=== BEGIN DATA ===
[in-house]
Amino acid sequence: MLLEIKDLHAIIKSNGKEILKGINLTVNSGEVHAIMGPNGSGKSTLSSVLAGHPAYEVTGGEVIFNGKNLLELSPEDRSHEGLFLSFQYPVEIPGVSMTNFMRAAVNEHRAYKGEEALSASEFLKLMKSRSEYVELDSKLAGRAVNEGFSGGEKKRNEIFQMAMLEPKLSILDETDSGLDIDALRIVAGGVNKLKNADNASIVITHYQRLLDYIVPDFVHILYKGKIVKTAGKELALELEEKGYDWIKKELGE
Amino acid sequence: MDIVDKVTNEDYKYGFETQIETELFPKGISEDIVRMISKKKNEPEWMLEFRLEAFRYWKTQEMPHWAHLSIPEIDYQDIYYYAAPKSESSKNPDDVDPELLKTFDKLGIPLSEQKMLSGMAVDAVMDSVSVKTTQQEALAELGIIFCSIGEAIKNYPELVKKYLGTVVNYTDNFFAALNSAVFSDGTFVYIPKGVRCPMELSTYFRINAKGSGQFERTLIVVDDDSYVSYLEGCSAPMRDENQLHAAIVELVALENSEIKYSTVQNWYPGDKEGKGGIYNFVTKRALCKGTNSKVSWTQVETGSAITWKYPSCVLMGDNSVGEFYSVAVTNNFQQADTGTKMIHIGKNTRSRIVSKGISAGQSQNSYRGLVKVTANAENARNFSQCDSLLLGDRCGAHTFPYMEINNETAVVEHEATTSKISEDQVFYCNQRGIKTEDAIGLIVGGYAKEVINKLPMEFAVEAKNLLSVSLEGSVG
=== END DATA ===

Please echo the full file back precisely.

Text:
[in-house]
Amino acid sequence: MLLEIKDLHAIIKSNGKEILKGINLTVNSGEVHAIMGPNGSGKSTLSSVLAGHPAYEVTGGEVIFNGKNLLELSPEDRSHEGLFLSFQYPVEIPGVSMTNFMRAAVNEHRAYKGEEALSASEFLKLMKSRSEYVELDSKLAGRAVNEGFSGGEKKRNEIFQMAMLEPKLSILDETDSGLDIDALRIVAGGVNKLKNADNASIVITHYQRLLDYIVPDFVHILYKGKIVKTAGKELALELEEKGYDWIKKELGE
Amino acid sequence: MDIVDKVTNEDYKYGFETQIETELFPKGISEDIVRMISKKKNEPEWMLEFRLEAFRYWKTQEMPHWAHLSIPEIDYQDIYYYAAPKSESSKNPDDVDPELLKTFDKLGIPLSEQKMLSGMAVDAVMDSVSVKTTQQEALAELGIIFCSIGEAIKNYPELVKKYLGTVVNYTDNFFAALNSAVFSDGTFVYIPKGVRCPMELSTYFRINAKGSGQFERTLIVVDDDSYVSYLEGCSAPMRDENQLHAAIVELVALENSEIKYSTVQNWYPGDKEGKGGIYNFVTKRALCKGTNSKVSWTQVETGSAITWKYPSCVLMGDNSVGEFYSVAVTNNFQQADTGTKMIHIGKNTRSRIVSKGISAGQSQNSYRGLVKVTANAENARNFSQCDSLLLGDRCGAHTFPYMEINNETAVVEHEATTSKISEDQVFYCNQRGIKTEDAIGLIVGGYAKEVINKLPMEFAVEAKNLLSVSLEGSVG